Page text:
Writer/director Jerzy Skolimowski's Moonlighting is both grippingly topical and thematically allusive. Master electrician Nowak (Jeremy Irons) and three other Polish laborers arrive in London to renovate the London residence of their Warsaw boss. They have a month to complete the task in an environment which is completely alien to them.

Nowak, the only one who speaks English, serves as foreman of the crew. When he learns through the media that the Polish military leaders have imposed martial law at home and that all telephone communication and air travel between England and Poland have been shut down, Nowak becomes jailer for the other three men — keeping them from the news.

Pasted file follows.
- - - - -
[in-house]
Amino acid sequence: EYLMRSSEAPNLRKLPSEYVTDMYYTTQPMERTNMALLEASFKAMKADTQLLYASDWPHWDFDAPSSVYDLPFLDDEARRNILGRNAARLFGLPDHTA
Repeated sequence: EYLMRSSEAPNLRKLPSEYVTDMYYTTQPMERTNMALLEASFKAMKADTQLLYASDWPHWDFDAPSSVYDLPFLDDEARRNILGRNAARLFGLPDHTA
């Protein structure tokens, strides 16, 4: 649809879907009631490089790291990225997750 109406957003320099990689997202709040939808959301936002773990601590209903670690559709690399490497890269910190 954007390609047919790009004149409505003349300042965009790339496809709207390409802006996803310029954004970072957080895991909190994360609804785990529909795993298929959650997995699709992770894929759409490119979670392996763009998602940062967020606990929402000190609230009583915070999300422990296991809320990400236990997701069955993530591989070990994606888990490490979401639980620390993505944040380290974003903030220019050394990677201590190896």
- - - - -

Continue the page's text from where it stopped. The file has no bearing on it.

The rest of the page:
Skolimowski (Deep End, The Shout) is a skilled moviemaker with a knack for claustrophobic settings, and eerie feel for mood, a bizarre sense of humor and a sober vision of human duplicity. Moonlighting both shucks corruption in Poland and critiques the sharp edges of socialism — people stealing and preying upon each other in the mean streets of the city. Driving his men to meet their deadline and denying them the truth, Nowak turns into a totalitarian boss himself. The laborers eventually revolt and we sense in our bones the feeling of betrayal which is the ache and the agony of all individuals victimized by those who think they know best.